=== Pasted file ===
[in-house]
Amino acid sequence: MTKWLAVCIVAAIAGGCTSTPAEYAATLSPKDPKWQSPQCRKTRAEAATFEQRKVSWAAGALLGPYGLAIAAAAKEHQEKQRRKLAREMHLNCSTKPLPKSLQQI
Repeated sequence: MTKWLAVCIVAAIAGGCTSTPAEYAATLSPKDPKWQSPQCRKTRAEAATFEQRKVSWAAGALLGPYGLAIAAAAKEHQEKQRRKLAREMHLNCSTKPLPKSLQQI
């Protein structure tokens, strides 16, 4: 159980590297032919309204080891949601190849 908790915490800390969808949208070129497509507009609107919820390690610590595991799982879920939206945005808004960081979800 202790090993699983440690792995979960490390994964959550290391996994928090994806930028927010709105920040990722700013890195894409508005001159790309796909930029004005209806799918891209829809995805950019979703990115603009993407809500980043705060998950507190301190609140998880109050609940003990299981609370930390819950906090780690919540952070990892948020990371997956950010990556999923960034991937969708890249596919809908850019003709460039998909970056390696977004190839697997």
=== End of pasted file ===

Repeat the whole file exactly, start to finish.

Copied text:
[in-house]
Amino acid sequence: MTKWLAVCIVAAIAGGCTSTPAEYAATLSPKDPKWQSPQCRKTRAEAATFEQRKVSWAAGALLGPYGLAIAAAAKEHQEKQRRKLAREMHLNCSTKPLPKSLQQI
Repeated sequence: MTKWLAVCIVAAIAGGCTSTPAEYAATLSPKDPKWQSPQCRKTRAEAATFEQRKVSWAAGALLGPYGLAIAAAAKEHQEKQRRKLAREMHLNCSTKPLPKSLQQI
């Protein structure tokens, strides 16, 4: 159980590297032919309204080891949601190849 908790915490800390969808949208070129497509507009609107919820390690610590595991799982879920939206945005808004960081979800 202790090993699983440690792995979960490390994964959550290391996994928090994806930028927010709105920040990722700013890195894409508005001159790309796909930029004005209806799918891209829809995805950019979703990115603009993407809500980043705060998950507190301190609140998880109050609940003990299981609370930390819950906090780690919540952070990892948020990371997956950010990556999923960034991937969708890249596919809908850019003709460039998909970056390696977004190839697997």